- Prof. Gayle J. Fritz gets 2020 Mary W. Klinger Book Award for “Feeding Cahokia.” Beyond maize and priests.
- The ups and downs of grape varieties. Airén relinquishes the top spot! So much data: who will calculate diversity stats?
- Nice, long podcast on the beginning of farming in the Fertile Crescent. More coming up.
- “Treasure Trove of Benefits and Variety at the Table” is the sort of cookbook we all need.
- What is it about floating gardens? Quite a lot, really. But they are not easily transplanted, as it were.
A large body of research shows that biodiversity loss can reduce ecosystem functioning.
You don’t say. Several years ago we half-heartedly attempted to summarize the literature here a couple of times. We’ve sort of given up on that of late: there’s just too much of it. But there is a fundamental problem with this literature…
…much of the evidence for this relationship is drawn from biodiversity–ecosystem functioning experiments in which biodiversity loss is simulated by randomly assembling communities of varying species diversity, and ecosystem functions are measured.
Fear not, though, help is at hand. The two quotes above are from the abstract of a paper bearing the following title.
- Remembering Robin Graham, prophet of biofortification.
- Honouring plant breeder supreme Fred Blisss.
- Need to produce seed of all those new varieties that breeders come up with.
- And save the stuff they will replace: The Economist does the potatoes of Chiloé.
- Hey, it’s not just about the crops: conserving goats on farm in India.
- The experimental archaeology of bread thrives under corona. And if you were intrigued by the potato detoxification reference, find the details on Bill Schindler’s website. And not only bread and potatoes, also beer…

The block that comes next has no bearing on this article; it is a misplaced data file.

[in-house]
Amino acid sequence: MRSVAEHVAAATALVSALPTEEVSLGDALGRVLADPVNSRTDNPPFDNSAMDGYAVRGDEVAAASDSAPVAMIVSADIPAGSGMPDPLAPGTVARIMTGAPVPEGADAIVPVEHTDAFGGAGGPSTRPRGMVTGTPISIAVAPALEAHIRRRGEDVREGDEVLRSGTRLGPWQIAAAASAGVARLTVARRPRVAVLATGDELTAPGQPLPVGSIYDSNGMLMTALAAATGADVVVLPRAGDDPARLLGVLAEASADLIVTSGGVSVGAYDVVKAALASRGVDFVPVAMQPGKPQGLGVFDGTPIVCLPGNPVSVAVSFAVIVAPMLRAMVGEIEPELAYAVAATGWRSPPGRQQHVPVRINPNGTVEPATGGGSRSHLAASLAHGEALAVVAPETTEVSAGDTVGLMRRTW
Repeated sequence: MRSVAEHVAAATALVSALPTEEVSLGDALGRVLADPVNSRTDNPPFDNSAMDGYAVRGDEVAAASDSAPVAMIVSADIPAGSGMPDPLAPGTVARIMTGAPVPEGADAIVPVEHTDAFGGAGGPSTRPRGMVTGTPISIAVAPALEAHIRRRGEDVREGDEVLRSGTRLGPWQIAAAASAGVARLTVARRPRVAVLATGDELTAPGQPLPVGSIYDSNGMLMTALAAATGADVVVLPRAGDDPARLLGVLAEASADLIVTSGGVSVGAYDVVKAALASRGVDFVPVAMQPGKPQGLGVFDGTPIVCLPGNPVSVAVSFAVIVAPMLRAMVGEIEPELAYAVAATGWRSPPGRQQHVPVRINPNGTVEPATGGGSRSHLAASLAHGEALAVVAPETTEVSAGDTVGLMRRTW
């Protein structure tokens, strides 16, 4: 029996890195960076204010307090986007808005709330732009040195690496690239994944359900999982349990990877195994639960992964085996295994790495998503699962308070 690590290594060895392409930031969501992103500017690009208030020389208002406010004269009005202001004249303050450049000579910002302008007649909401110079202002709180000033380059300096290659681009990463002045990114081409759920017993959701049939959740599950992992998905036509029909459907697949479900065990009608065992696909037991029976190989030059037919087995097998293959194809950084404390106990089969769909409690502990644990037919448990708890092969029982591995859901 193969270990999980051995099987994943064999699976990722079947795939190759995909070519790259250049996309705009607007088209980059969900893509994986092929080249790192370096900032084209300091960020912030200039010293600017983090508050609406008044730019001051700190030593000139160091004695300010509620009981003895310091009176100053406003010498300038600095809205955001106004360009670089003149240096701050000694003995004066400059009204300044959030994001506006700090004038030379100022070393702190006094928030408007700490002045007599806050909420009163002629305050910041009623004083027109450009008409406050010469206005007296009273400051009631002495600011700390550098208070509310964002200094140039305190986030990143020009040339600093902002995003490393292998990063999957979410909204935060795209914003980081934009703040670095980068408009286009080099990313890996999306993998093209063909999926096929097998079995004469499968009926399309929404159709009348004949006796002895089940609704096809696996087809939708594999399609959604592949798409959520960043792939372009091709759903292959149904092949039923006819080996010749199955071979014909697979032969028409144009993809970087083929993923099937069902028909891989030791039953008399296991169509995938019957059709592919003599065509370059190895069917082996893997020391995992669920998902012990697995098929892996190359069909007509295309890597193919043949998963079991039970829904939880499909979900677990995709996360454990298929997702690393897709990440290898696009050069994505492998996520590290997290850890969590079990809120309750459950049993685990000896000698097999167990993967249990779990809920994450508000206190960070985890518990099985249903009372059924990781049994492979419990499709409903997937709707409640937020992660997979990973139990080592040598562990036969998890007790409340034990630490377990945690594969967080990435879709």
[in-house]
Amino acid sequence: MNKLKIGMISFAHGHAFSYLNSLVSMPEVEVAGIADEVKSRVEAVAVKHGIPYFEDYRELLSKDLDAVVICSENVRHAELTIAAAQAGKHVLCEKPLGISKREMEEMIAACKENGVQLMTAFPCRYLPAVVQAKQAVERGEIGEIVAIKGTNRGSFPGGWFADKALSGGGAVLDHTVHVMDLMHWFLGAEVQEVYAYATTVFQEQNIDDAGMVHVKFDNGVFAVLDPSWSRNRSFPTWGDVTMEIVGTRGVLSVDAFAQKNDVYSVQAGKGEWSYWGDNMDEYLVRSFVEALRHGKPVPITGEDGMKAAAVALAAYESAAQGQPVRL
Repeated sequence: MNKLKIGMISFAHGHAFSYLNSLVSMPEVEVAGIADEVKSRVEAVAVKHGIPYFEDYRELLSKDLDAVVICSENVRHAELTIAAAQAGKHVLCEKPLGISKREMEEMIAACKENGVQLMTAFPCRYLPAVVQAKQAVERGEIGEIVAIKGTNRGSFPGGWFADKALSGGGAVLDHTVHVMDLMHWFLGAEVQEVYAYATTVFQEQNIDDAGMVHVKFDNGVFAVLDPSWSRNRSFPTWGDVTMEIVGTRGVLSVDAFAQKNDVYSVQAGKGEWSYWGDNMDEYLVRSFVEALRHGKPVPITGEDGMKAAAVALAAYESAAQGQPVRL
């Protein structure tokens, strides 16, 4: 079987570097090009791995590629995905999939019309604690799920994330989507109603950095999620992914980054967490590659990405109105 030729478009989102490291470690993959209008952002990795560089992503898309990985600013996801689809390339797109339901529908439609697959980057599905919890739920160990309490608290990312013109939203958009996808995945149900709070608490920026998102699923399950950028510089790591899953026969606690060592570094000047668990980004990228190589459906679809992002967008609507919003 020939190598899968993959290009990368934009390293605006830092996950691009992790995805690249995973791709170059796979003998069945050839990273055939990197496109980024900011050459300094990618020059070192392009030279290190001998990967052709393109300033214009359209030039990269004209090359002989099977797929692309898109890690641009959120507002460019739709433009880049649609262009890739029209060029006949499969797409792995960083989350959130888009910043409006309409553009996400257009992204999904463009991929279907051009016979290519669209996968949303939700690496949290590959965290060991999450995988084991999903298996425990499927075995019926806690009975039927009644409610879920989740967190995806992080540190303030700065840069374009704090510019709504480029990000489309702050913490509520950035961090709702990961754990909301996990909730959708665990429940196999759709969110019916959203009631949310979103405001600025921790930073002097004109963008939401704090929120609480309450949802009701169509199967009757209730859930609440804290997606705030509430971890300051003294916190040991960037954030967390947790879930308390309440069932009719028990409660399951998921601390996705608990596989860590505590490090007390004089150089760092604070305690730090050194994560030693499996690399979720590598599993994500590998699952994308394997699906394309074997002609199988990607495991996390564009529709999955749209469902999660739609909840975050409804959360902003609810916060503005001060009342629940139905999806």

- Like Mozart’s oat beer? Which was apparently killed off by lager back in Austria but is now available in Denver.
- Food shouldn’t be cheap, it should be affordable, and not only for those who consume it. Ancient Egyptian bread will be exempted.
- No way Kenyan coffee can be described as cheap. h/t Jeremy’s newsletter: have you subscribed yet?
- I don’t know how cheap mungbean is in Myanmar, but it seems to be very valuable.
- The PNG singing dog is not extinct in the wild after all? Priceless.
- Combination of key and photo guide to the identification of European fungi. Worth its weight in truffles. Source.
- A research vision for food systems in the 2020s: Defying the status quo. Research is necessary but not sufficient.
- Dismantling a dogma: the inflated significance of neutral genetic diversity in conservation genetics. Not all genetic diversity is created equal.
- A re‐evaluation of the domestication bottleneck from archaeogenomic evidence. Not so much a single bottleneck “event” on domestication, as serial bottlenecks post-domestication. Another dogma dismantled?
- Morphological and genetic diversity of Slovene lettuce landrace ‘Ljubljanska ledenka’ (Lactuca sativa L.). Not all iceberg is created equal.
- Genetic Status of the Swedish Central collection of heirloom apple cultivars. Neutral diversity is not completely useless, though?
- Understanding genetic variability in the mungbean (Vigna radiata L.) genepool. It may not be neutral variation, but it’s not associated with geography. If you see what I mean.
- A Land Evaluation Framework for Agricultural Diversification. Soil and climate data –> fancy maths –> pretty good prediction of where you find a crop.